My father often told me that one would be rich in life if they had just one friend. A real friend. A person who would traverse life with you through the good, the bad, and the ugly. You may fight with them and cry with them, but you’ll laugh with them and love with them. Sometimes, you may not want to talk to them, but you know they are there. And if a long time goes by when you don’t speak to them, you will eventually pick up exactly where you left off, as if no time passed at all.
For some reason, the universe has paired you with this person. If you journaled the notable moments shared with them, you’d have volumes. This new column tells some of those stories.
I am an only child. I have never rued the absence of siblings, and I relish every childhood moment spent in the solitude of my room, writing poems, reading books, playing guitar, eavesdropping on grown-ups, and daydreaming.
The closest thing I’ve experienced to sisterhood is the friendship I share with three women I’ve known since nursery school. Between us, we’ve had four Holy Communions, five marriages, six children, and four divorces. Three of us once spent a particular New Year’s Eve trying to get the fourth out of jail. We’ve celebrated the milestones of our children, and held each other at the passing of our parents. We live in four different cities now, but make a point to get together at every possible opportunity.
One such get-together took place on a chilly Spring morning when we met for brunch at the Greenwich Village bar we’ve frequented since getting our hands on our first fake I.D. Over champagne and French toast, we discussed politics (until a fight broke out), a son’s new job, a kitchen renovation, a trip to Iceland, Eastern medicine, and my daughter’s massive tattoo.
“We should all get tattoos!” said the one who was most drunk.
“You don’t have the balls!” I snapped back, challenging her.
“We’ll do it next time I’m in town. We need time to think about a design.”
Refusing to let this moment go by, I suggested we each get four small stars of different colors, each star representing a member of our pack. As we finished our meals, we scrolled through our phones to find a tattoo parlor open on a Sunday morning. With no results, we decided to go for a walk instead.
We stopped at a liquor store for more champagne, then made our way to the large city park where we played as kids. We climbed up to the bleachers and drank the champagne from paper coffee cups, reminiscing about the hundreds of hours we had spent here. Each story played out like a home movie before our eyes, with scenes of softball, swimming, bocce, and boys.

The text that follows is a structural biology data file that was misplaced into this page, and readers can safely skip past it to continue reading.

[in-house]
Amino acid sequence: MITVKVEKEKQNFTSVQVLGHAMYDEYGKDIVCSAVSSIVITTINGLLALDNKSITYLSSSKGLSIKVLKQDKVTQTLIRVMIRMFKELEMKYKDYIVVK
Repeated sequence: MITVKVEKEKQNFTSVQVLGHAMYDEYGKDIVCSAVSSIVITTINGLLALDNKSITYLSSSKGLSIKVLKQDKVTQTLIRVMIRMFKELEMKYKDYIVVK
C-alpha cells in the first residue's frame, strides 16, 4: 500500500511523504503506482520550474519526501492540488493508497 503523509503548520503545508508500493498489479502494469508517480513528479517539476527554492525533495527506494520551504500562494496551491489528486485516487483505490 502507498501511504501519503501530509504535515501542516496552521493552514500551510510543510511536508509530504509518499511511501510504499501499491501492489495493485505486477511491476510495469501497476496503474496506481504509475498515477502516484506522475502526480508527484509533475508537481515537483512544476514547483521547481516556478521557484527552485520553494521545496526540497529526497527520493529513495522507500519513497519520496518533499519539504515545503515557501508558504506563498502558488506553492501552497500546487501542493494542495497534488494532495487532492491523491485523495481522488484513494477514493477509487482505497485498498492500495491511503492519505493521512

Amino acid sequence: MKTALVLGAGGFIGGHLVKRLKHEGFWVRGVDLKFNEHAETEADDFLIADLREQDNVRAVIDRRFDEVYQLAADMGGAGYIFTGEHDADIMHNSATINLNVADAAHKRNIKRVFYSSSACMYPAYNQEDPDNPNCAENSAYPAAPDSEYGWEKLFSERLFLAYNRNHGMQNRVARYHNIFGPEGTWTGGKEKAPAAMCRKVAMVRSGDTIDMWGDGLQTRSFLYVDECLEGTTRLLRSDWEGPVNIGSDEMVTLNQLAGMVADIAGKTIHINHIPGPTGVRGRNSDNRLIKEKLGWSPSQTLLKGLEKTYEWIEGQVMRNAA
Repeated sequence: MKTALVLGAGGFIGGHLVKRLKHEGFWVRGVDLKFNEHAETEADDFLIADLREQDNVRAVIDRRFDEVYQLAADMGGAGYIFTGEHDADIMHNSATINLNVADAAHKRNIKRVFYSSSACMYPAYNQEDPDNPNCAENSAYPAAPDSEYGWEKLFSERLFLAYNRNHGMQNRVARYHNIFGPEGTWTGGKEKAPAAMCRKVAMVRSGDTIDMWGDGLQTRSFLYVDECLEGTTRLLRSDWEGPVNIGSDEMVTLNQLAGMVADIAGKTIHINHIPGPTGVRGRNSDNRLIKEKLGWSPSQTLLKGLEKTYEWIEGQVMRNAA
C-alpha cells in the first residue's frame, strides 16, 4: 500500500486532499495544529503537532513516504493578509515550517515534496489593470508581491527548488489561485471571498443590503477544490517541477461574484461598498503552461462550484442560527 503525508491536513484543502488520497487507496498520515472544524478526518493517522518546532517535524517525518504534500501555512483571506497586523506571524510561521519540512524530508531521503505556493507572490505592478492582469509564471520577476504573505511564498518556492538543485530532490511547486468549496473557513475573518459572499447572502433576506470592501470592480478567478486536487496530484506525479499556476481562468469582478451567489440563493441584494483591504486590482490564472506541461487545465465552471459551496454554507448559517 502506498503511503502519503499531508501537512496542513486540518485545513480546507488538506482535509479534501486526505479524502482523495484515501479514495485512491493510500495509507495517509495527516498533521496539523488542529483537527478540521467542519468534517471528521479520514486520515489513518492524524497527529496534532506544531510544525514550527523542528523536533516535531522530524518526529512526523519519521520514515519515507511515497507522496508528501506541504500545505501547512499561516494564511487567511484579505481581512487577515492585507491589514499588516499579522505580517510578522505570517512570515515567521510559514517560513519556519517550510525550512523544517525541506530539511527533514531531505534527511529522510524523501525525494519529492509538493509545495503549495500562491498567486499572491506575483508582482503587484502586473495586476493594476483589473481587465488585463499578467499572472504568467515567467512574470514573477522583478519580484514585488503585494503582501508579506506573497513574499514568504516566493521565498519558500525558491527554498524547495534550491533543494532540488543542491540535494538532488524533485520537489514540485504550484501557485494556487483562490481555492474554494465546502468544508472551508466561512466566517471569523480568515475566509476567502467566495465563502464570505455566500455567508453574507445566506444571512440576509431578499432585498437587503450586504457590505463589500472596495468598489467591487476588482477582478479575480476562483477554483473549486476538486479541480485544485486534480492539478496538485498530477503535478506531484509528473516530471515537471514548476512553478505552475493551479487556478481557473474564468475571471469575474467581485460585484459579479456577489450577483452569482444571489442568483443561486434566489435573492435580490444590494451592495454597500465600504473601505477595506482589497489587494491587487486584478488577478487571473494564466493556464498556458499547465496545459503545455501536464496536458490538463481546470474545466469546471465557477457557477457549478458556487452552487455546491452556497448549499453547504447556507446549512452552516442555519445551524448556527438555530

We left the park and walked uptown through our old neighborhood when we came across a familiar storefront that had been taken over by a headshop. Through its grimy window one could see scores of bongs and pipes, with a sprinkling of dildos thrown in for good measure. Then, like a rose in the desert, stood a hand-written index card that read, “WE DO TATTOO.”
“Look!” I screamed, pointing to the card. Emboldened by champagne, I walked through the doors of iniquity, as the posse followed for protection. The tattoo artist/bong salesman/dildo merchant spoke little English, but somehow the thrifty one in our pack convinced him to give us a rock bottom price since we were all getting the same design.
Wanting to “just get it over with”, the cautious one in our pack went first. She cried all the way through, while the compassionate one in our pack held her hand before taking her own turn. Having naturally birthed three boys in four years, she didn’t even flinch. The thrifty one in our pack went next, still trying to negotiate a better price with the owner as he dug his instrument into the top of her right buttock. I went last, as everyone watched, shaking their heads at the absurdity of it all.
When it was time to say goodbye, we made a pact to watch for signs of Hepatitis C, then went our separate ways.
Yes, I am the impetuous one in our pack and -- truth be told -- I regret our decision. Ours are the ugliest tattoos I have ever seen. But each time I happen to glance at the figure on my right hip, I am reminded how we have been blessed with a lifetime of love, and I make a silent wish upon our tiny stars that we four will forever remain as close as this ink is to our skin.
The Crush Letter
The Crush Letter is a weekly newsletter curated by Dish Stanley on everything love & connection - friendship, romance, self-love, sex. If you’d like to take a look at some of our best stories go to Read Us. Want the Dish?